Serious Concerns Around Uganda’s National Biometric ID Program

The Wikimedia/Yale Law School Initiative on Intermediaries and Information has serious concerns over the implementation of Uganda’s National ID program, particularly stemming from the requirement to submit to a mandatory facial recognition database in order to access the Internet.

The National ID program was launched in 2014, and further expanded after the passage of the Registration of Persons Act in 2015, such that its use is now mandatory for purchasing a SIM card, making registration essentially a pre-requisite for getting online. Registration is also required for a range of other vital services, including accessing public education or healthcare services, obtaining a passport, or opening a bank account. The system has also been plagued by technical challenges since its inception, including allegations of a major data breach in June 2017. Though the government has denied these reports, it acknowledges that citizens’ biometric data has been shared with telecommunications companies, as part of the process of verifying SIM cards. Official sources also confirmed reports of enrollment personnel soliciting money from citizens for program services. David Kaye, the United Nations Special Rapporteur on freedom of expression, has expressed concern over compulsory SIM card registration schemes as an illegitimate attack on the right to communicate anonymously, as well as undermining the right to privacy. These concerns can only be compounded where registration schemes are beset by mismanagement, corruption, and a lack of adequate data protection safeguards.

In addition to these implementation challenges, concerns around the National ID program are elevated by the risk of abuse incumbent in facial recognition technology. Freedom of expression and freedom of assembly are both under sustained threat in Uganda, including documented cases of police firing on protesters, and regular arrests of journalists, civil society activists, and opposition members. A comprehensive national facial recognition database would provide a substantial boost to the State’s ability to repress critical voices, for example by enabling the identification of every individual within a crowd of protesters. Without adequate safeguards, a mandatory facial recognition database could facilitate an unprecedented level of surveillance and control.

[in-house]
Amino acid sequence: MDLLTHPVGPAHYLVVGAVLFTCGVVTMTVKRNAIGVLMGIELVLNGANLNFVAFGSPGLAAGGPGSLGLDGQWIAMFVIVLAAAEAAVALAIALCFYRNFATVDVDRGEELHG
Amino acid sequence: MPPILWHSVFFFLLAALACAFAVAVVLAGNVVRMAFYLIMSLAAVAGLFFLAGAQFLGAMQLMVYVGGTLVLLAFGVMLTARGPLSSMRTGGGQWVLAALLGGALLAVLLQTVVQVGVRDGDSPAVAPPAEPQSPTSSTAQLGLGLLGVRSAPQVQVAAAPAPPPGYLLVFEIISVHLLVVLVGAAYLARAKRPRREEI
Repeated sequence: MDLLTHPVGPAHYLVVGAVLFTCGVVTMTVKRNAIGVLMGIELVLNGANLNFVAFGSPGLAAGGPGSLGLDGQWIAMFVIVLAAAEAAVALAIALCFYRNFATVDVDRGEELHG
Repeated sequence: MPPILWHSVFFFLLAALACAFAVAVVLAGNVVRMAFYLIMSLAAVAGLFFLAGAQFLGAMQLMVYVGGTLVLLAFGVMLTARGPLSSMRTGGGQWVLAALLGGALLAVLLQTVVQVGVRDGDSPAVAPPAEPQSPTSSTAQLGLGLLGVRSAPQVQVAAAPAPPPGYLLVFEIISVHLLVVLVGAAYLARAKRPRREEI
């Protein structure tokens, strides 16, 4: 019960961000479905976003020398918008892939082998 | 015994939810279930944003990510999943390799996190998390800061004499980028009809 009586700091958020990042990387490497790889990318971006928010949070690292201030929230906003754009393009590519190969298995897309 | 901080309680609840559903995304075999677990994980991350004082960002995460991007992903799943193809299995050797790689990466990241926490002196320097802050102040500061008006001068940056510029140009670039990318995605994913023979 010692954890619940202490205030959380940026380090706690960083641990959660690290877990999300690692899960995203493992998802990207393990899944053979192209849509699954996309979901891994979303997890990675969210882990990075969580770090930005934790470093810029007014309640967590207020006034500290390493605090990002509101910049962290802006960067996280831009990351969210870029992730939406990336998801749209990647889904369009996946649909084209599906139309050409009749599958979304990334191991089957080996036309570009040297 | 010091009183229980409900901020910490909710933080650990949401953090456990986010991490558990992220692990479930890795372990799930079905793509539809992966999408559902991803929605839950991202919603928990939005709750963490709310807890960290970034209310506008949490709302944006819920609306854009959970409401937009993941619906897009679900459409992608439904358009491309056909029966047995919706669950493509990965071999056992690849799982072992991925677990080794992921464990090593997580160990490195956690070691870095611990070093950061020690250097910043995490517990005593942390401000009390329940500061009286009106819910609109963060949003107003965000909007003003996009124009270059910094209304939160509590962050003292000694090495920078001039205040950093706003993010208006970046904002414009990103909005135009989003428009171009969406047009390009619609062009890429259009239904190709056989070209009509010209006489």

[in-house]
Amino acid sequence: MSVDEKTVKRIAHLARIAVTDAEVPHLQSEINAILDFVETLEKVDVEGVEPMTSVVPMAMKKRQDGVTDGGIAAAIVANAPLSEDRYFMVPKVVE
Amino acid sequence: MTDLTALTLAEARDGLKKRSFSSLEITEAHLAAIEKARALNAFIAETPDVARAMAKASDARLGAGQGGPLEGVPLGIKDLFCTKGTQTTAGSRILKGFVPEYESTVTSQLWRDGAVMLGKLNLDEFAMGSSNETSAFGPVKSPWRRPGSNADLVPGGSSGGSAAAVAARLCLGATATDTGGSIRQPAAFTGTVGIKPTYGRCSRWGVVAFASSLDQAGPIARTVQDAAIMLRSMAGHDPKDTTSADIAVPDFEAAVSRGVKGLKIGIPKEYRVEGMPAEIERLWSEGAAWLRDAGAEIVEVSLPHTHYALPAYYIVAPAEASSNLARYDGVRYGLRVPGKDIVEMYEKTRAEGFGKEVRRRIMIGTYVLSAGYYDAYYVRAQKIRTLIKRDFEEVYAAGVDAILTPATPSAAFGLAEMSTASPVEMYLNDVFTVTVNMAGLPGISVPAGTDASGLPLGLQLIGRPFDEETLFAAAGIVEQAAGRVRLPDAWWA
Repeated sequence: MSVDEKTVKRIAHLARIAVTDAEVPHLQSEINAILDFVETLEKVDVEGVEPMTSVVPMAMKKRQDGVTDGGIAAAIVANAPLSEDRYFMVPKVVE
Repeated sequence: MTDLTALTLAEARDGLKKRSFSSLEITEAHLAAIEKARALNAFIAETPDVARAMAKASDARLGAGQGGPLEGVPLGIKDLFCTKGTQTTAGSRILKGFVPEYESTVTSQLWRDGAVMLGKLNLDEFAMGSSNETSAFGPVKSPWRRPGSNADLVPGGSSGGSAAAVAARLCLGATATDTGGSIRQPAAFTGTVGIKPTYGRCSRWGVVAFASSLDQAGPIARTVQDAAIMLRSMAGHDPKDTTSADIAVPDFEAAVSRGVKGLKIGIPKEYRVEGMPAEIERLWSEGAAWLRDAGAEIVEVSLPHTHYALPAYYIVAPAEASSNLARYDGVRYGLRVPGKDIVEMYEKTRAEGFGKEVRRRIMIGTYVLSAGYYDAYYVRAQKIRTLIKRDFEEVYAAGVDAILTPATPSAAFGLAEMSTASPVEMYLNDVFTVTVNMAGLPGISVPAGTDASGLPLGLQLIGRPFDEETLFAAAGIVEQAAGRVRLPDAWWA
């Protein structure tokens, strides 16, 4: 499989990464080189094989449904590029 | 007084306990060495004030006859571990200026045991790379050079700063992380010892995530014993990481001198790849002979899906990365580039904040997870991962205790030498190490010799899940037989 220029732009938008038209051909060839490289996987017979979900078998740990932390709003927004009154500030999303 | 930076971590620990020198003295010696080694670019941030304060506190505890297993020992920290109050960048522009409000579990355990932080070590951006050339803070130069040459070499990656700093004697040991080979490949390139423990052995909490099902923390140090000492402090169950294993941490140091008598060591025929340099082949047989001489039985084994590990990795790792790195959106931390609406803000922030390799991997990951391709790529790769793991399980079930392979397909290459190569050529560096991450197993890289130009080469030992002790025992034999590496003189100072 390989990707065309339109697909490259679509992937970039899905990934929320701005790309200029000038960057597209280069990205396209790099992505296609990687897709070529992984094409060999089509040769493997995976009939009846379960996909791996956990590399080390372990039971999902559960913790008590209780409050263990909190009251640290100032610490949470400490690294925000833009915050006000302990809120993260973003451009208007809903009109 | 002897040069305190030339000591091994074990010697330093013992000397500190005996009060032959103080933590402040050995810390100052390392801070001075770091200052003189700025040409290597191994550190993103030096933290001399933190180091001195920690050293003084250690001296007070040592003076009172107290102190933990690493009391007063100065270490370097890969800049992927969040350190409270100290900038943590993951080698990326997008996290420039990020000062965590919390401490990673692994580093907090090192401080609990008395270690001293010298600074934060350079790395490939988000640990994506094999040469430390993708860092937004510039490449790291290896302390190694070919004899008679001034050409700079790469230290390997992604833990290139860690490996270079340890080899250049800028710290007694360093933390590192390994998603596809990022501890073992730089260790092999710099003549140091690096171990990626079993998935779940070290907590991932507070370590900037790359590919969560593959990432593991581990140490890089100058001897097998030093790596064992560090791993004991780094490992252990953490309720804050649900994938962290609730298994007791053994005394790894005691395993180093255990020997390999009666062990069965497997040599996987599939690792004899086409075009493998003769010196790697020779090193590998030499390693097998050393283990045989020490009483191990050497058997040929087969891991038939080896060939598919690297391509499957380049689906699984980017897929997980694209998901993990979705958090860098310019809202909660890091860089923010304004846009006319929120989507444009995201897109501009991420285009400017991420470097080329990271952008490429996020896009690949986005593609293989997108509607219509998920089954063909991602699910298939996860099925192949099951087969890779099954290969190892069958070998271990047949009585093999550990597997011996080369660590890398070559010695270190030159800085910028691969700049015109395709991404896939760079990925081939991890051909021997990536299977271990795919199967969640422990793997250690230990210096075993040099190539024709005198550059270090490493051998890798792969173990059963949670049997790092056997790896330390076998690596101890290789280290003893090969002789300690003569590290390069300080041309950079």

According to the European Data Protection Board (EDPB), the processing of biometric data in general, and of facial recognition in particular, generate heightened privacy risks, which gives rise to a need for robust safeguards, including facilitating alternate solutions for those who wish to opt out, or for whom the technology is not working as expected. The EDPB also recommends that, rather than storing sensitive biometric information in a consolidated database, this information should be decentralized (for example, stored on the ID card itself).

In the context of the severe privacy risks associated with the National ID program, it is concerning that its rollout predated the passage of Uganda’s Data Protection & Privacy Act, which was only signed into law in February 2019, and whose implementation remains an ongoing challenge.

There are a number of advantages associated with centralized identification programs, such as promoting more accurate and efficient delivery of government services and combating corruption. However, these schemes must be rolled out with due concern to their human rights impacts, particularly where they utilize biometric data, and should never be coupled with mandatory registration schemes for Internet access. The Wikimedia/Yale Law School Initiative on Intermediaries and Information recommends the following:

  1. The government should undertake an open national consultation on the National ID program, to address public concerns associated with its implementation.
  2. The government should provide an opt out for anyone who is uncomfortable with the collection of their biometric data, including an alternate form of registration for essential public services.
  3. Participation in the National ID program should not be mandatory for access to public services, or the purchase of a SIM card.
  4. The government should implement a right to request one’s own personal information as captured by the National ID program, and to request corrections where this information is inaccurate.
  5. The government should ensure that biometric information is stored in a decentralized manner, as far as possible, and that any centrally warehoused biometric information should be subject to robust security safeguards, including at a minimum that it should be stored in an encrypted form.
  6. The government should commit to restricting the availability of biometric data to outside actors, particularly to private sector entities.
  7. The government should enhance transparency around the National ID program, including fully disclosing the planned future scope and uses of the program, and instituting a policy to mandate the disclosure of any data breaches, including to any individuals impacted.

The Wikimedia/Yale Law School Initiative on Intermediaries and Information is a research initiative based at Yale Law School’s Information Society Project which aims to raise awareness of threats to an open internet, especially those affecting online intermediaries and their users, and to make creative policy suggestions that protect and promote internet-facilitated access to information. The current Wikimedia Fellow is Michael Karanicolas.